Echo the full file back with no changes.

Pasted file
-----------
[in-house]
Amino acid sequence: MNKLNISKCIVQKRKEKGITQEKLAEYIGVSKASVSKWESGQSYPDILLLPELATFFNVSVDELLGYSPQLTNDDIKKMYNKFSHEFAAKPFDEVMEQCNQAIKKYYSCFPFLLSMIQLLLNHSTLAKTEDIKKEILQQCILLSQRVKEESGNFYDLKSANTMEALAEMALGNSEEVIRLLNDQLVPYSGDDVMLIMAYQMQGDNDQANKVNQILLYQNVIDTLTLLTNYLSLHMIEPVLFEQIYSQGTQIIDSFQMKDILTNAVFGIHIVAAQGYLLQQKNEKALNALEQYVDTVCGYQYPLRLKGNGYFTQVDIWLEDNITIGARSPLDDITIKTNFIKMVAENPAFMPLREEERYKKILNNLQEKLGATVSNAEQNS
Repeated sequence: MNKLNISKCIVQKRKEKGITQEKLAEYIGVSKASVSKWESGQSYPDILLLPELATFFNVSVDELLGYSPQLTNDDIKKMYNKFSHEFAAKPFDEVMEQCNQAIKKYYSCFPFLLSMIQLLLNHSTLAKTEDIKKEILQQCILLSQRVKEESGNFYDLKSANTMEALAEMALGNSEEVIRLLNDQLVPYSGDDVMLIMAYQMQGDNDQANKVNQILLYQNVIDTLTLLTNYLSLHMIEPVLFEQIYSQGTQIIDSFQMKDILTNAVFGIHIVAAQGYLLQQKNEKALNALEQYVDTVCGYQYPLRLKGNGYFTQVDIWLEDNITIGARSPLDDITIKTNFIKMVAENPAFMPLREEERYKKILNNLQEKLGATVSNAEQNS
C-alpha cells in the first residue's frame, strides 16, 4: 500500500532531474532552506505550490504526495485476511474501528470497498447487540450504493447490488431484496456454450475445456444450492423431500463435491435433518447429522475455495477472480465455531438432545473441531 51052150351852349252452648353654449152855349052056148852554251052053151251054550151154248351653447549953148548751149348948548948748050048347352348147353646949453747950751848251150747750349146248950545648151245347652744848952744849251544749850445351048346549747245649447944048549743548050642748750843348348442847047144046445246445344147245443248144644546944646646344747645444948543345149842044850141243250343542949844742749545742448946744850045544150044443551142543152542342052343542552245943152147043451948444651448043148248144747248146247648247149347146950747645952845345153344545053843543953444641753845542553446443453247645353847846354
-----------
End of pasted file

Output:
[in-house]
Amino acid sequence: MNKLNISKCIVQKRKEKGITQEKLAEYIGVSKASVSKWESGQSYPDILLLPELATFFNVSVDELLGYSPQLTNDDIKKMYNKFSHEFAAKPFDEVMEQCNQAIKKYYSCFPFLLSMIQLLLNHSTLAKTEDIKKEILQQCILLSQRVKEESGNFYDLKSANTMEALAEMALGNSEEVIRLLNDQLVPYSGDDVMLIMAYQMQGDNDQANKVNQILLYQNVIDTLTLLTNYLSLHMIEPVLFEQIYSQGTQIIDSFQMKDILTNAVFGIHIVAAQGYLLQQKNEKALNALEQYVDTVCGYQYPLRLKGNGYFTQVDIWLEDNITIGARSPLDDITIKTNFIKMVAENPAFMPLREEERYKKILNNLQEKLGATVSNAEQNS
Repeated sequence: MNKLNISKCIVQKRKEKGITQEKLAEYIGVSKASVSKWESGQSYPDILLLPELATFFNVSVDELLGYSPQLTNDDIKKMYNKFSHEFAAKPFDEVMEQCNQAIKKYYSCFPFLLSMIQLLLNHSTLAKTEDIKKEILQQCILLSQRVKEESGNFYDLKSANTMEALAEMALGNSEEVIRLLNDQLVPYSGDDVMLIMAYQMQGDNDQANKVNQILLYQNVIDTLTLLTNYLSLHMIEPVLFEQIYSQGTQIIDSFQMKDILTNAVFGIHIVAAQGYLLQQKNEKALNALEQYVDTVCGYQYPLRLKGNGYFTQVDIWLEDNITIGARSPLDDITIKTNFIKMVAENPAFMPLREEERYKKILNNLQEKLGATVSNAEQNS
C-alpha cells in the first residue's frame, strides 16, 4: 500500500532531474532552506505550490504526495485476511474501528470497498447487540450504493447490488431484496456454450475445456444450492423431500463435491435433518447429522475455495477472480465455531438432545473441531 51052150351852349252452648353654449152855349052056148852554251052053151251054550151154248351653447549953148548751149348948548948748050048347352348147353646949453747950751848251150747750349146248950545648151245347652744848952744849251544749850445351048346549747245649447944048549743548050642748750843348348442847047144046445246445344147245443248144644546944646646344747645444948543345149842044850141243250343542949844742749545742448946744850045544150044443551142543152542342052343542552245943152147043451948444651448043148248144747248146247648247149347146950747645952845345153344545053843543953444641753845542553446443453247645353847846354